2018-11-14 / Front Page

Mt. Sinai Doctors Come To Riccardo's

By Thomas Cogan

Hazem Shoirah, MD (Doctor Z.) explains the functions of the lobes of the brain to his Astoria Civic Association audience.
    Photo DA LuhmannHazem Shoirah, MD (Doctor Z.) explains the functions of the lobes of the brain to his Astoria Civic Association audience. Photo DA LuhmannThe November meeting of the Astoria Civic Association was held at Riccardo’s by the Bay the night of Election Day.  Two doctors representing Mount Sinai of Queens talked about strokes and how MSQ is preparing to treat them in a new center that looks to become one of the world’s leading surgical facilities for the relief of this dreaded affliction’s complications.  

Drs. Reade De Leacey and Hazem M. Shoirah (Doctor Z.) had an audio/visual show about how a brain is stricken by either a cutoff of blood to any part of it or, in contrast, an excess of blood escaping from it.  

There was a question period from the audience afterward. Dr. De Leacey, assistant professor of neurology and radiology at Klingenstein Clinical Center in Mt. Sinai’s medical complex at 1450 Madison Ave. in Manhattan, began by describing two kinds of stroke, ischemic and hemorrhage.  The first occurs when the brain is starved for blood because the flow has been interrupted; the second when the flow of blood breaks its boundaries and massive bleeding results.

The effort to restore or control the flow of blood is critical.  “Time is brain” is the saying because the patient is facing either death or serious debilitation from the destruction of brain cells.  In the Manhattan facilities, he said, the route from the emergency entrance to the operating room is long and filled with obstacles.  It takes such a long time that the ideal time from one end to the other is one hour.  

He showed the plan for the MSQ stroke center, which is to be one 4,000 square foot room which should decrease transportation time radically.  (He said the brain ages 3.6 years with each lost minute.)  In the new center, the ideal time is projected to drop from 60 to an astounding 15 minutes.  The new center is expected to be operational by mid-2019.

Several stroke operations, from places near and far, were reviewed, beginning with the one performed on a Tennessee woman, 32 years old and a mother, but a heavy smoker too.   
She had facial paralysis and had lost her power of speech.  Dr. De Leacey showed a picture of her brain and where her blood flow, traced with dye, had been blocked.  

A catheter was run between her groin and her brain and after a few minutes spent restoring the blood flow her speech and facial mobility were restored, and additionally she had no memory of being afflicted.  It was the desired ending, because the stroke was relieved with minimal physical damage.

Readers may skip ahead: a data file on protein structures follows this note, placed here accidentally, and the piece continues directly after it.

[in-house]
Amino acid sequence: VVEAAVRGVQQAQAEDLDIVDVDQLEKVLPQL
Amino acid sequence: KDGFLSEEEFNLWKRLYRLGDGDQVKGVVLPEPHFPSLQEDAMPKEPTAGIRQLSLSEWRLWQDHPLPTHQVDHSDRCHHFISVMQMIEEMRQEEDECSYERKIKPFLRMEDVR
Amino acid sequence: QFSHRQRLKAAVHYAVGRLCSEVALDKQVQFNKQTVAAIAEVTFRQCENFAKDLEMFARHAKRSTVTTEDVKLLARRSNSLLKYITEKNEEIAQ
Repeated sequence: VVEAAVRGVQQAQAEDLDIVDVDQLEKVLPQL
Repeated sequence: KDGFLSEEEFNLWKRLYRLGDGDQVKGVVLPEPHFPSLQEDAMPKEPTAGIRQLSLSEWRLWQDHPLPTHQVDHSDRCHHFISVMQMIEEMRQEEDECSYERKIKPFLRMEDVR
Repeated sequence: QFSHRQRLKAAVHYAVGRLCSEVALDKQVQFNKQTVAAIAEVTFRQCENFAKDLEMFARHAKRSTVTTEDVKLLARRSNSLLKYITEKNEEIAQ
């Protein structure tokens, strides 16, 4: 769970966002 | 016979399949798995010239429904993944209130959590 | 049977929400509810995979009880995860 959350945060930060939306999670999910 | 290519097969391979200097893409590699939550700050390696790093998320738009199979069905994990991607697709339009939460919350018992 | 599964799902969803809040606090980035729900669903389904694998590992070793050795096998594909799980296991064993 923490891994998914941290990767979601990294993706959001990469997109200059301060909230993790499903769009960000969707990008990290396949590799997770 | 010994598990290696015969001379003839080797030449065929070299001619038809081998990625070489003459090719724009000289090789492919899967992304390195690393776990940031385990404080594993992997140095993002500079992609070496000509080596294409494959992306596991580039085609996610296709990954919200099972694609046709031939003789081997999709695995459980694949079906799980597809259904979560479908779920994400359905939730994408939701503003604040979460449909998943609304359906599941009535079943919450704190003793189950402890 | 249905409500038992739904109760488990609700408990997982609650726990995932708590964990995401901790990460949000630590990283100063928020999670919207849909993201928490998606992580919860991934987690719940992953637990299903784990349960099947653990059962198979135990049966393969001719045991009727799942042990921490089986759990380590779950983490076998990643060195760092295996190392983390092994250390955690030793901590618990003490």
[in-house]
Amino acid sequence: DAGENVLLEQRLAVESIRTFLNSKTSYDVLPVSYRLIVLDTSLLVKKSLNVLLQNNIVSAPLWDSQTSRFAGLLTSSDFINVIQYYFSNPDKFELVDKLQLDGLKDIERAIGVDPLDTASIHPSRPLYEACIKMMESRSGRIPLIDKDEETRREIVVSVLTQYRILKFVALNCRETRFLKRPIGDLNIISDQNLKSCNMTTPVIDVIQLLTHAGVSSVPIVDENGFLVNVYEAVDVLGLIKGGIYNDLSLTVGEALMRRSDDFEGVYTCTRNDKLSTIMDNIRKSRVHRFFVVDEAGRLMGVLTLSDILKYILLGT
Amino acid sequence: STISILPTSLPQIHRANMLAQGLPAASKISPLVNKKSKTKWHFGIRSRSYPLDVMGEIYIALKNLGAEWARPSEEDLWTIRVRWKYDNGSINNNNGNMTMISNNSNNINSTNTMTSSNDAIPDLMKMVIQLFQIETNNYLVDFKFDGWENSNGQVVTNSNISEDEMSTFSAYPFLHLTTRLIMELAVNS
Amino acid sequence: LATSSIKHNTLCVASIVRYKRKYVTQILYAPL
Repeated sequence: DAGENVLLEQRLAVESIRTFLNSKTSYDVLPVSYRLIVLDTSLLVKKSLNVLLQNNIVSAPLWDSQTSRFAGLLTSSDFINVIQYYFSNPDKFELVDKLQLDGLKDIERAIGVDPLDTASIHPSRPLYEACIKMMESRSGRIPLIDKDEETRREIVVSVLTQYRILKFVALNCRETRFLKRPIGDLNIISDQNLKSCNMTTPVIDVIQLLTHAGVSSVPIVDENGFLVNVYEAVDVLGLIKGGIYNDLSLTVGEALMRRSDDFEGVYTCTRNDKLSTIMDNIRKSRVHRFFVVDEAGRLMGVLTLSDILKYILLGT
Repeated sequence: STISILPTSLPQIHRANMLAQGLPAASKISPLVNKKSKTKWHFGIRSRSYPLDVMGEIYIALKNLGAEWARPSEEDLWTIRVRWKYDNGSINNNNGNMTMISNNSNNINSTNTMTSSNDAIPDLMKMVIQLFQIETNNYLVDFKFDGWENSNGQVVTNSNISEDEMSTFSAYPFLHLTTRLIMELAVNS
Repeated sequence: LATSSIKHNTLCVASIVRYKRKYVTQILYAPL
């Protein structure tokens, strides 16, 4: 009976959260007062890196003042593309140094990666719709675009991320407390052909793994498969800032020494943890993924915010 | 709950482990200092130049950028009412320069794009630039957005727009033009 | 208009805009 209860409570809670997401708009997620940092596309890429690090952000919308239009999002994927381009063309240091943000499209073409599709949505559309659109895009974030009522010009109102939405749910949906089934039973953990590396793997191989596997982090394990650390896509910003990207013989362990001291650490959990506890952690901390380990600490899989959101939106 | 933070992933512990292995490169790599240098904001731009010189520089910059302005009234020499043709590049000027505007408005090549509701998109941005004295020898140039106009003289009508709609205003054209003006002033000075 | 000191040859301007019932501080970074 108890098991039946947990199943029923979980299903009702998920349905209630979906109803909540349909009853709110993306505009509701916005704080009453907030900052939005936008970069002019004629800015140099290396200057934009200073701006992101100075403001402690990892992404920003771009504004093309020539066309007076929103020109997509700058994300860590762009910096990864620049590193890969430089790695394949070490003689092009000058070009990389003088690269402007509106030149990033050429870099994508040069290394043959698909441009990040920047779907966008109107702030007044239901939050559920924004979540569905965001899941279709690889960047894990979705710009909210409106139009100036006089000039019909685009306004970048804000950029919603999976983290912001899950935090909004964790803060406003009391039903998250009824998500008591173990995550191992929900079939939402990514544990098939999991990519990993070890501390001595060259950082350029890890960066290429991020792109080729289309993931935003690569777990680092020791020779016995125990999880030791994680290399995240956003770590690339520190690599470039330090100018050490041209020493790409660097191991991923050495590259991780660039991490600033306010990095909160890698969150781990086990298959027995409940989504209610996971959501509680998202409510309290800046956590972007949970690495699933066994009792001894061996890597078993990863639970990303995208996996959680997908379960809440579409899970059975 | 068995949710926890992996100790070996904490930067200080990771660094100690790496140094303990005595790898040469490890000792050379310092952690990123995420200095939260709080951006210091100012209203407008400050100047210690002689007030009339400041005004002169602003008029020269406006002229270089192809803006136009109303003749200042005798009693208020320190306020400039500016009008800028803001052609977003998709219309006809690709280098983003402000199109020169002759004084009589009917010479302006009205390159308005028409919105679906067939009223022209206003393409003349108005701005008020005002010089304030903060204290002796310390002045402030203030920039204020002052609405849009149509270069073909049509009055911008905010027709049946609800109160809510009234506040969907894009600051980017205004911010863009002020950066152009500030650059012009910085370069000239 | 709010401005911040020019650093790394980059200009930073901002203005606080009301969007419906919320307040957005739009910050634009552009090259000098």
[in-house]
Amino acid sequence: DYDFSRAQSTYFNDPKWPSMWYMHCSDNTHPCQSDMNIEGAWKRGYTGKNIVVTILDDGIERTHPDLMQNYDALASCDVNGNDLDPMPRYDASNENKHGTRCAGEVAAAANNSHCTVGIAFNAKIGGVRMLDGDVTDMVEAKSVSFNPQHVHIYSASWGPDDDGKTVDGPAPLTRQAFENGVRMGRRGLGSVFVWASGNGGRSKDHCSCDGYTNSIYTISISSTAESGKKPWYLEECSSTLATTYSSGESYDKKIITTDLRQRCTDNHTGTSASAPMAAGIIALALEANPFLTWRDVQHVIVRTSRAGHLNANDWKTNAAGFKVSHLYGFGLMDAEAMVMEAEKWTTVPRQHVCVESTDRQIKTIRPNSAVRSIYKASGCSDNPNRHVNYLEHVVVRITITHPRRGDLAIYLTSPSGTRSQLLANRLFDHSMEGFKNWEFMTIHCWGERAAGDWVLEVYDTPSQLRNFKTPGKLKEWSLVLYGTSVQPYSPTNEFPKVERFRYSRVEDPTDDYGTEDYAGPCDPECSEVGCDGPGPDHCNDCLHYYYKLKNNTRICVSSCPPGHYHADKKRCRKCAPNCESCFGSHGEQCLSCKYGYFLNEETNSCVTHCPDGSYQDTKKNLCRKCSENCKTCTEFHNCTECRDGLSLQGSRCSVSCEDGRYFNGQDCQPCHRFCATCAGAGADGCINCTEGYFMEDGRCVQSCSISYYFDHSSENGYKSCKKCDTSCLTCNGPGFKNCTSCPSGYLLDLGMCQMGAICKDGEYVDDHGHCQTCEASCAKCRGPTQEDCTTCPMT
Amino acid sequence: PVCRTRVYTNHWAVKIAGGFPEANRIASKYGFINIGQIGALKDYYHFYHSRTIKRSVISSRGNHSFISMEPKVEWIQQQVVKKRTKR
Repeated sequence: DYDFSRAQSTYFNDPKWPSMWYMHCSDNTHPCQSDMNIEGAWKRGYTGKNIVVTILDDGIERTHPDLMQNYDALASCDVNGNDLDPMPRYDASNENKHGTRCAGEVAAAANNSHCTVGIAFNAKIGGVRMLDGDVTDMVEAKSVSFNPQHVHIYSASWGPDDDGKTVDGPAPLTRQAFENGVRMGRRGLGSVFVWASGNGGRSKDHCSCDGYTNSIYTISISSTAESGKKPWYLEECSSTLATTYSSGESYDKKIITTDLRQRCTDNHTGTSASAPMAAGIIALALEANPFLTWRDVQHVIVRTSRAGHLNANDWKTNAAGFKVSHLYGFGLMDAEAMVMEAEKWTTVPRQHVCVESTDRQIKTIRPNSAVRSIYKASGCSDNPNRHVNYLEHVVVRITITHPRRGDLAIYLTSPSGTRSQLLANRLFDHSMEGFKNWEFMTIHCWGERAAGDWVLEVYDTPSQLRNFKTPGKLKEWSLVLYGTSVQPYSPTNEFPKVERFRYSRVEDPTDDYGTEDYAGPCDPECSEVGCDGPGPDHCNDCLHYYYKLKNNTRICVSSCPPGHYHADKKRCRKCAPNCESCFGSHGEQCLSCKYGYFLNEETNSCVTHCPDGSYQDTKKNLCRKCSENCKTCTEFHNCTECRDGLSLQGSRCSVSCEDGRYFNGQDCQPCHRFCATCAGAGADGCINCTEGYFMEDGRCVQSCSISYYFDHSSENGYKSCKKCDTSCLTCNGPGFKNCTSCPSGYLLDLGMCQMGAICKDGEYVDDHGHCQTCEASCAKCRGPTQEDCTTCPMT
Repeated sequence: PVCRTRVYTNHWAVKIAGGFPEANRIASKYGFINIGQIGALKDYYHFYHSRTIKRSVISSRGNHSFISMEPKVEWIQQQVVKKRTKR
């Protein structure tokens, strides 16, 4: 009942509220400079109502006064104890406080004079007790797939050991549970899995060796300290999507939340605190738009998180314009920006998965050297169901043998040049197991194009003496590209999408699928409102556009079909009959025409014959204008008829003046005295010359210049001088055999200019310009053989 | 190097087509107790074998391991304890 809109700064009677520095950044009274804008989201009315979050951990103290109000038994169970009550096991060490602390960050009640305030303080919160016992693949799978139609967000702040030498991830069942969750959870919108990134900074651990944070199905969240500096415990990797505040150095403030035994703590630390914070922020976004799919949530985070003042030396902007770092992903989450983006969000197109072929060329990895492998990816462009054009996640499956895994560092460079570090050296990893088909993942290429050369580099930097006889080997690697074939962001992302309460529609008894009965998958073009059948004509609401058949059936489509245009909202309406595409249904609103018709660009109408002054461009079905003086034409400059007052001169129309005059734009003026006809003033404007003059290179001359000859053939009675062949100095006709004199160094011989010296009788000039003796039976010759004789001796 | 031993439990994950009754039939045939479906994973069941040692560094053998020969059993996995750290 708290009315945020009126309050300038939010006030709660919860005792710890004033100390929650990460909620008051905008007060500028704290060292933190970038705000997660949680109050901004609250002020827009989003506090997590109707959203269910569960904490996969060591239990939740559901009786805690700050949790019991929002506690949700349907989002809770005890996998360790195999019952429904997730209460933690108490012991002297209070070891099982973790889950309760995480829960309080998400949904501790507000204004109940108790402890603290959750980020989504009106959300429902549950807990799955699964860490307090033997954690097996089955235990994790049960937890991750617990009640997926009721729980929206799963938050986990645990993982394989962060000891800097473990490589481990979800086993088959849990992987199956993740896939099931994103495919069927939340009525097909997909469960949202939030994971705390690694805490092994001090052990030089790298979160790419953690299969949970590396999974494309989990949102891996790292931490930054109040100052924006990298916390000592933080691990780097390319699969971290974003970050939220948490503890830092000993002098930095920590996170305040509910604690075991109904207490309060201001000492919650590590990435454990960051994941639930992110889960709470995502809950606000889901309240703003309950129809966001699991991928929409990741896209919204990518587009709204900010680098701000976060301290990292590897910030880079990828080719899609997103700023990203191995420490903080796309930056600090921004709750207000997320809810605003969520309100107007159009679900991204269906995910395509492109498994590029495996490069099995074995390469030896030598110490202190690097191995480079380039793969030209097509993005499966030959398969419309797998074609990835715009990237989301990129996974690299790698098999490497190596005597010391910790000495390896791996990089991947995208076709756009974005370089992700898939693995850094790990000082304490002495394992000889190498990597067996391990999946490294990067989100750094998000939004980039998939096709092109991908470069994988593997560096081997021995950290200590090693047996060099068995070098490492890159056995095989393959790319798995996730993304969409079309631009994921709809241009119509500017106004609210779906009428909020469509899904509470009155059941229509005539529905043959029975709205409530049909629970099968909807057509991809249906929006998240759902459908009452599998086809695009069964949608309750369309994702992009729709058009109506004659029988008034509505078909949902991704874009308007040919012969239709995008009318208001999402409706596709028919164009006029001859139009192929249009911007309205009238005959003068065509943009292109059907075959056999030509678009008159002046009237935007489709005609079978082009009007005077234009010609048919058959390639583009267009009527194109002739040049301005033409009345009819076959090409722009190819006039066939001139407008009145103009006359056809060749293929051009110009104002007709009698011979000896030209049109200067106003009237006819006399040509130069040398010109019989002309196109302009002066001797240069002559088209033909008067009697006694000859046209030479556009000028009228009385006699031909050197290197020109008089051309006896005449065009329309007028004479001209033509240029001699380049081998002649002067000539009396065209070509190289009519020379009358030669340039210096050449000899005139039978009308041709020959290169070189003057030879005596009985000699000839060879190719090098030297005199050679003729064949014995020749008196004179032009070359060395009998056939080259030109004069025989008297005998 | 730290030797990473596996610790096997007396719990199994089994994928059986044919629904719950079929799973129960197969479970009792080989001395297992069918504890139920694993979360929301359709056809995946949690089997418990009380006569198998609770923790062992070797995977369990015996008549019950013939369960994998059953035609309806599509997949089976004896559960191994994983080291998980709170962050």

Dr. Shoirah, among other duties the director of thrombectomy services in Queens, began his talk by showing a map of blockage in the carotid artery and then showed one side of a brain as he explained the activities of the frontal, parietal, temporal and occipital lobes. 

Thrombectomy means surgical removal of blood clots and Dr. Z. said they were not performed on anyone in Queens until last year.

That first patient, in October of 2017, was a 93-year-old woman felled at home.  Her stroke symptoms were “really bad,” Dr. Z. said.  A CAT scan showed blockage in her brain, but the clot was removed by thrombectomy and her post-operative condition went from serious to nearly trouble-free in less than a week.  An 89-year-old woman’s stroke was relieved when a clot nearly a centimeter long was removed from her brain, the doctor said.  Her health was significantly restored.  Since that 93-year-old was operated on a little more than a year ago, 14 others have undergone stroke operations.

Thing weren’t so fortunate for a 32-year-old woman, since her case involved heavy drug use.  She had a stroke while under the influence of cocaine, so much so that it transpired she didn’t even know she was stricken.  Worse, she was sent to a hospital that couldn’t treat her and had to send her to MSQ, with much time lost.  Though the clot causing the stroke was removed, her condition had so deteriorated that she was invalided for life.

A question about stroke and aspirin was asked by ACA’s director, Peter Vallone.  Dr. De Leacey said that only a CAT scan can determine what type of stroke it is, ischemic or hemorrhage, so neither aspirin nor anything else should be given to a victim.  Aspirin, a blood thinner, would be catastrophic for a hemorrhage, he said.

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